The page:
Mark Hanna
Agricultural and Biosystems Engineering

515-294-0468
hmhanna@iastate.edu

Articles by this author:

Researchers began collecting initial data last fall on university-owned farmland near Ames to quantify the impact of construction utilities equipment, field traffic and deep tillage on crop yield and soil compaction.

The costs associated with installing solar arrays have dropped over the last several years, making them much more cost effective to install on a farm or acreage. As they become more affordable, these solar arrays are becoming a viable source of energy for farmers, especially farmers who have large barns to ventilate in the summer or fans on grain bins.

Iowa State University Extension and Outreach specialists will be featured speakers at a central Iowa field day focused on strip-till technologies on Wednesday, July 13, at the Iowa State University Research Farm south of Ames.

A new publication, Farm Energy: Case Studies – Techniques to improve tractor energy efficiency and fuel savings, is now available for download in the Iowa State University Extension and Outreach Store.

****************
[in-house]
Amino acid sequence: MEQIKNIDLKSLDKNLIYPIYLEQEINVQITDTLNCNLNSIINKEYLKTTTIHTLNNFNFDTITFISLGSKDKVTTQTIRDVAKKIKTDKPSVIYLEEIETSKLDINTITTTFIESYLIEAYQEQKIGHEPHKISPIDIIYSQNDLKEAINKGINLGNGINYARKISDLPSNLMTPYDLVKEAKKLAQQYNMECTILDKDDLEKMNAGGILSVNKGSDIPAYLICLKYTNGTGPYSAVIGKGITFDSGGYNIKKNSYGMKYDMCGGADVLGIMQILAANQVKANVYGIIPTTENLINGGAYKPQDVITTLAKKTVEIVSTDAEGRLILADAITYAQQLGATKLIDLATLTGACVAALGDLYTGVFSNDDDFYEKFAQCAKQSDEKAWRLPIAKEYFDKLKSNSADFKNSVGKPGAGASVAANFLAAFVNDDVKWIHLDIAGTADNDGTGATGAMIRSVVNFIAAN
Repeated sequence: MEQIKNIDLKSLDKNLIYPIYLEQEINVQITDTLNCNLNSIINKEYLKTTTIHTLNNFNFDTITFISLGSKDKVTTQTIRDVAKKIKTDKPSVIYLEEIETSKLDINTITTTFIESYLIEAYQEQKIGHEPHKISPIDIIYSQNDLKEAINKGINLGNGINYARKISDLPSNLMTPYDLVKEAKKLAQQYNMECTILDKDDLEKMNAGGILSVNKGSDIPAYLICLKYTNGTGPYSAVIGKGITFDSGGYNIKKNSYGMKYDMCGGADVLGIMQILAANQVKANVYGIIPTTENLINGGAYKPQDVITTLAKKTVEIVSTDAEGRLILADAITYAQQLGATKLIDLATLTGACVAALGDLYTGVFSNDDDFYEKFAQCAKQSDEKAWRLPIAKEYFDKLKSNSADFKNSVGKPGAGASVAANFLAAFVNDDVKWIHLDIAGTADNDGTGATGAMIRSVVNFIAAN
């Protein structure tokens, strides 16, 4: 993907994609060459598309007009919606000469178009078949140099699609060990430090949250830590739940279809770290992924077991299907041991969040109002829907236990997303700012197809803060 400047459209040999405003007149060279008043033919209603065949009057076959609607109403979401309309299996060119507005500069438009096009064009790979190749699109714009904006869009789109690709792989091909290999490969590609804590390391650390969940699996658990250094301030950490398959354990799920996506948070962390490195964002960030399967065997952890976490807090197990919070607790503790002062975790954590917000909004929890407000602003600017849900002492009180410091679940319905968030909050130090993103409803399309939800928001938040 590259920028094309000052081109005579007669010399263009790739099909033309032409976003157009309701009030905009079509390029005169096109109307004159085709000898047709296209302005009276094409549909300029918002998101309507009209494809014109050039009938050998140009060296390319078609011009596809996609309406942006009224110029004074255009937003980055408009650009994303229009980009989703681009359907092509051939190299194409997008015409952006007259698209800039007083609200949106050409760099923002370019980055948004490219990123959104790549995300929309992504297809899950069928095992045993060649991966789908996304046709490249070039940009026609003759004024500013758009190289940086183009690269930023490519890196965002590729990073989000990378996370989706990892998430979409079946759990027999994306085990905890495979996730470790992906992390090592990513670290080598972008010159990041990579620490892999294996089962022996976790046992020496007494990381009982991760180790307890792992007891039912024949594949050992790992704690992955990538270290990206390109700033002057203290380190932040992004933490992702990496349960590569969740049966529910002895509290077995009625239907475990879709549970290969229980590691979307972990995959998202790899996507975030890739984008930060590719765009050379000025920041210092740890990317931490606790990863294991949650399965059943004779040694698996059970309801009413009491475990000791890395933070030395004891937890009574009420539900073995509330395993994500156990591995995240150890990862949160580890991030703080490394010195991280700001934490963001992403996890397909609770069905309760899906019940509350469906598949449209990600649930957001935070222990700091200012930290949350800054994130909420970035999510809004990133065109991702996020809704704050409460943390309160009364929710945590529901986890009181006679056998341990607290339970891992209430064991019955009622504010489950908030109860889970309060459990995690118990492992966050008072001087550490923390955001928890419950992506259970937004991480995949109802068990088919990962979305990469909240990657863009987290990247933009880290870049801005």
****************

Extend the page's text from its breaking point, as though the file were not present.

As harvest approaches, propane is a key ingredient for anyone using a high-temperature system to dry corn. A case study conducted by Mark Hanna, agricultural and biosystems engineering specialist for Iowa State University Extension and Outreach, can help farmers as they plan for harvest and winter storage.

A new publication from ISU Extension and Outreach illustrates the results of the collaborative efforts of three ISU farms to measure the propane and electricity used for grain drying during the 2013 harvest season.

Tractor fuel expenses can add up quickly during fall and spring field work. Results of a tractor fuel case study measuring fuel consumption for field work including disking, plowing and planting now are available.

The expenses for tractor fuel can add up quickly during spring field work. According to a study conducted at the Iowa State University Northeast Research and Demonstration Farm near Nashua a twenty percent or more fuel savings can be achieved by the ‘shift up, throttle back’ technique.

As tractors, combines and other farm equipment have become larger and heavier, Iowa farmers’ concerns about soil compaction and its impacts on crop yields have increased as well, according to the 2013 Iowa Farm and Rural Life Poll.

The Iowa State University Farm Energy project will air its annual Farm Energy Webinar on June 25, from 10-11 a.m.